This morning the weather was so lovely, I got down to the allotment early. I had found a couple of people who were selling breeze blocks and whilst I waited to see whether I could collect them later, I got busy with the blocks we already had. After a brief chat with Cliff and consulting a technical diagram he had drawn, I started on the corners of the base. The theory goes that this will stabilise the frame and allow the blocks to be put along the sides and back once the ground was level. Then the large slabs Phil helped remove from the greenhouse would be used to stabilise the front of the frame, simultaneously providing a path and a fox proof front to the run.
The first corner took ages to do. The two free blocks we had picked up in Sandbach last Tuesday were enormously deep. The hole the first one went into probably would have done well as a shallow grave. Any deeper and I would have glimpsed bedrock. The second corner was easier now I knew how deep I had to go. By the time the second one was completed, it was time for lunch so I pottered home.
As I was walking home, I browsed local for sale websites in the hope of finding some more breeze blocks. I hit the jackpot – someone in Winsford had loads and were giving them away. I burst through the front door and bundled my hungry husband into the car to go and pick some up. Between us, we loaded fourteen blocks into the car. Anymore and we might have caused permanent damage to the suspension! The guy had loads left and was happy for us to return if we needed more. I immediately planned to pop back for another carload in a few days time.
Back on site, I opened up the shed and worked out where the blocks could go. Sarah was down and we had a chat. Several minutes later, my heroic husband appeared with all the blocks on a borrowed trolley. It was a spectacular sight and it must have weighed an absolute ton! Between the three of us, we stacked the blocks ready for use tomorrow. The final job was to feed the chickens – Leia and Lilja increasingly impatient to move into a larger space. We collected eggs, fed the chickens and made sure their nest boxes were clean. Afterwards, we ambled home to scoff a late but we’ll deserved lunch.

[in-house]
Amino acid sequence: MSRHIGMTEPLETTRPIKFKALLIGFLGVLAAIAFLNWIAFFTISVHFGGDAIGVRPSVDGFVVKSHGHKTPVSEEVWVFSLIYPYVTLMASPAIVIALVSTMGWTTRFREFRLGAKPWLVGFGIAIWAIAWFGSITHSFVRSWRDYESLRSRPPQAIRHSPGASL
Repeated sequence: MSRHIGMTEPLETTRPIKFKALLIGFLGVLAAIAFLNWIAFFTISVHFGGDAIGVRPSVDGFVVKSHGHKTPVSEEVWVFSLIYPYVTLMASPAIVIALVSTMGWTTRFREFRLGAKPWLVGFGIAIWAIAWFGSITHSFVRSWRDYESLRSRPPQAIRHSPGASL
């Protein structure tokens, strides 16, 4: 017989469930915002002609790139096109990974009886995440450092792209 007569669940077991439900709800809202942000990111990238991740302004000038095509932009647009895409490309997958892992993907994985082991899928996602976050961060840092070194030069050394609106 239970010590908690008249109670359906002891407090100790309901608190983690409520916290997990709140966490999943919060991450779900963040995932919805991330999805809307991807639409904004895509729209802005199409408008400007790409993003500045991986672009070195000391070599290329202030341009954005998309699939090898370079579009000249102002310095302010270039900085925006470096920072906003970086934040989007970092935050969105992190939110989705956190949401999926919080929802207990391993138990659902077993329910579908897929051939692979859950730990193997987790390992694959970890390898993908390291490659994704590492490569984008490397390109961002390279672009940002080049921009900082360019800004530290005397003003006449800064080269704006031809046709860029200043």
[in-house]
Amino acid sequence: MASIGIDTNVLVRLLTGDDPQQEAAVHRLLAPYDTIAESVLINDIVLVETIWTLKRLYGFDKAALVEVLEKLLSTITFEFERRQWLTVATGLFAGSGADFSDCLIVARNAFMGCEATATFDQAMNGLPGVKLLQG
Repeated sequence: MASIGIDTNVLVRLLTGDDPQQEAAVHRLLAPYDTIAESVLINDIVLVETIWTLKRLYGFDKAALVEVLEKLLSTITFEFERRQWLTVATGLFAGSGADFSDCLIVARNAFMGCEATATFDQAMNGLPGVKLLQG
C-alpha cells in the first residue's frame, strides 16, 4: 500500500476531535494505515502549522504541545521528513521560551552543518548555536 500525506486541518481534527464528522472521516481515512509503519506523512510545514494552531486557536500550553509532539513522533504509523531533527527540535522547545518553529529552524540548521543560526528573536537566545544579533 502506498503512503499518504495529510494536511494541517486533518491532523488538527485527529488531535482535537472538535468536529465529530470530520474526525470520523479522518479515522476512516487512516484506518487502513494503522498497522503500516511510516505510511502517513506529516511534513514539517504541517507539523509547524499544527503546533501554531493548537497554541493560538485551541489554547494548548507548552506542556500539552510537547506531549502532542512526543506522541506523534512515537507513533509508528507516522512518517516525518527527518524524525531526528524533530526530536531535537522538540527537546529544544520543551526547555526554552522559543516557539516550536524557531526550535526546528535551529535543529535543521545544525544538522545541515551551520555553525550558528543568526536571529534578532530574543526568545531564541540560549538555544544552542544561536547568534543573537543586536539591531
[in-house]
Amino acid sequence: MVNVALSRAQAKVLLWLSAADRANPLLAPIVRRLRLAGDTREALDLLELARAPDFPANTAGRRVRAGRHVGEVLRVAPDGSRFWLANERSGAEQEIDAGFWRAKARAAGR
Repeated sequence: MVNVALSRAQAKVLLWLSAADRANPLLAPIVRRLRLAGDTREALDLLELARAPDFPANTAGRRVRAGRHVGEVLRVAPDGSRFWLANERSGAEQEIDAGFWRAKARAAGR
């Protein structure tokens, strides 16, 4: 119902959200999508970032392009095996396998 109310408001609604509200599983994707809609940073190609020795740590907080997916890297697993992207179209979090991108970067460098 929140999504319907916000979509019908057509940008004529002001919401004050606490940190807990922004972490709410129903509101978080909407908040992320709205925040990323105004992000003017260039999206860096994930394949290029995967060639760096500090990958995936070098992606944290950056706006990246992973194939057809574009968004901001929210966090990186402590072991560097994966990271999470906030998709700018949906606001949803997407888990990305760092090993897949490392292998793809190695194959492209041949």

Later, I walked back to the allotment determined to do one more corner. Over lunch, I had found someone giving away bags of top soil. I had arranged for us to collect them at 6pm. An hour should be enough to do a corner. Who knows, maybe two? In the end, it took most of the hour to get the tricky third corner in. The plot slants towards the Community Garden and trying to level out the run is difficult. The third corner done and only a few minutes left before we headed off to get the top soil, I tried to get in the first of the blocks on the back of the run. Lining up the block was the trickiest part but I think I have worked out how to do it efficiently so it will be faster tomorrow.
Back into the car and once more we loaded it up. Again borrowing a trolley, we pulled eight bags of soil to our greenhouse. Choosing the smaller bags which were just about light enough for me to carry, I tipped the contents into the raised bed in the greenhouse. The additional soil has helped stabilise the wooden front of the bed although it does still need some stakes to give it more durability. As I added the top soil, my husband had a chat with Phil who had popped down to do a few jobs. As they continued talking, I topped up the ponds, watered the bog garden and tidied up my tools on Liz and Sarah’s plot.
So tomorrow is a big day – the base of the run needs to be completed ready for the moving of the nest box on Tuesday. Will has worked out a way of moving it but it still requires four very strong people to move it as it weighs a ton. I will also need to work out where Leia and Lilja should go when we move the nest box. And should I have any spare time, or energy, the it needs hoeing and the old compost on the bottom section of the plot needs moving.